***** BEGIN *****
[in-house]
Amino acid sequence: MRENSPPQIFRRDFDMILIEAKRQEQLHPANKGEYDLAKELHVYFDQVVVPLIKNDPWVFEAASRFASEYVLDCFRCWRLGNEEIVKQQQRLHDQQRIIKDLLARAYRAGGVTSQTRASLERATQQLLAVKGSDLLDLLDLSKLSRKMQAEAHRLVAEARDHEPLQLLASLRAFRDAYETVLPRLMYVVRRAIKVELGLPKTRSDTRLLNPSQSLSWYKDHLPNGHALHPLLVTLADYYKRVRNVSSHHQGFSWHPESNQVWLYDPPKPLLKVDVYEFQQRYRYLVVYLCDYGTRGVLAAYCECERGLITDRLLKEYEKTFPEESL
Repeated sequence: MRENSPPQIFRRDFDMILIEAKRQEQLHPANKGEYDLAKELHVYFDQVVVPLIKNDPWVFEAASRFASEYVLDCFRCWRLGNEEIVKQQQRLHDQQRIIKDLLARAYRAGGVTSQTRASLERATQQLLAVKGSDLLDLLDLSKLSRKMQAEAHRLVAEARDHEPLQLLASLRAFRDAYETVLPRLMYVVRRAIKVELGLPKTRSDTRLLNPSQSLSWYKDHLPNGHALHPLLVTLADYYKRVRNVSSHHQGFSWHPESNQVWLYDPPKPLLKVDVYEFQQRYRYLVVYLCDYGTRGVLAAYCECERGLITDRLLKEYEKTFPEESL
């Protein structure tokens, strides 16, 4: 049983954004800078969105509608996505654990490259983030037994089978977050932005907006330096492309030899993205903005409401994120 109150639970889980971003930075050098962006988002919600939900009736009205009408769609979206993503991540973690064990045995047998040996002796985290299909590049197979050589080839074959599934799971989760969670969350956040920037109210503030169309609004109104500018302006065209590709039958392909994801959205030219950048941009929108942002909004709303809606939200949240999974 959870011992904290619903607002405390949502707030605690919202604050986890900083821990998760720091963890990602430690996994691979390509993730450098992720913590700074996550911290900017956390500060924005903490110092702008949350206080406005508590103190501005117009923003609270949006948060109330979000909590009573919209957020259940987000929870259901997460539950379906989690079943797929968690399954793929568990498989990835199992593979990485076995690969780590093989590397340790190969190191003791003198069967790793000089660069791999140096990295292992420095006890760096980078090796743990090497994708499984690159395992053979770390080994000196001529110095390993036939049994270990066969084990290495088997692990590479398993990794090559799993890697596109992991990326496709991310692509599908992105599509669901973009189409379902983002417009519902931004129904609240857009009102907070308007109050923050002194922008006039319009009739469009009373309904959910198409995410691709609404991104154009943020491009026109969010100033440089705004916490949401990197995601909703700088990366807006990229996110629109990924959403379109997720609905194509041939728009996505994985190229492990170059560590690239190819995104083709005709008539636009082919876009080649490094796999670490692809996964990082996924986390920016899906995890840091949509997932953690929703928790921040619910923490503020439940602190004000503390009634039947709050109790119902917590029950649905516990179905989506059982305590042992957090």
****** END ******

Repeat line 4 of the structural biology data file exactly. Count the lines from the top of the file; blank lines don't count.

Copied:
């Protein structure tokens, strides 16, 4: 049983954004800078969105509608996505654990490259983030037994089978977050932005907006330096492309030899993205903005409401994120 109150639970889980971003930075050098962006988002919600939900009736009205009408769609979206993503991540973690064990045995047998040996002796985290299909590049197979050589080839074959599934799971989760969670969350956040920037109210503030169309609004109104500018302006065209590709039958392909994801959205030219950048941009929108942002909004709303809606939200949240999974 959870011992904290619903607002405390949502707030605690919202604050986890900083821990998760720091963890990602430690996994691979390509993730450098992720913590700074996550911290900017956390500060924005903490110092702008949350206080406005508590103190501005117009923003609270949006948060109330979000909590009573919209957020259940987000929870259901997460539950379906989690079943797929968690399954793929568990498989990835199992593979990485076995690969780590093989590397340790190969190191003791003198069967790793000089660069791999140096990295292992420095006890760096980078090796743990090497994708499984690159395992053979770390080994000196001529110095390993036939049994270990066969084990290495088997692990590479398993990794090559799993890697596109992991990326496709991310692509599908992105599509669901973009189409379902983002417009519902931004129904609240857009009102907070308007109050923050002194922008006039319009009739469009009373309904959910198409995410691709609404991104154009943020491009026109969010100033440089705004916490949401990197995601909703700088990366807006990229996110629109990924959403379109997720609905194509041939728009996505994985190229492990170059560590690239190819995104083709005709008539636009082919876009080649490094796999670490692809996964990082996924986390920016899906995890840091949509997932953690929703928790921040619910923490503020439940602190004000503390009634039947709050109790119902917590029950649905516990179905989506059982305590042992957090």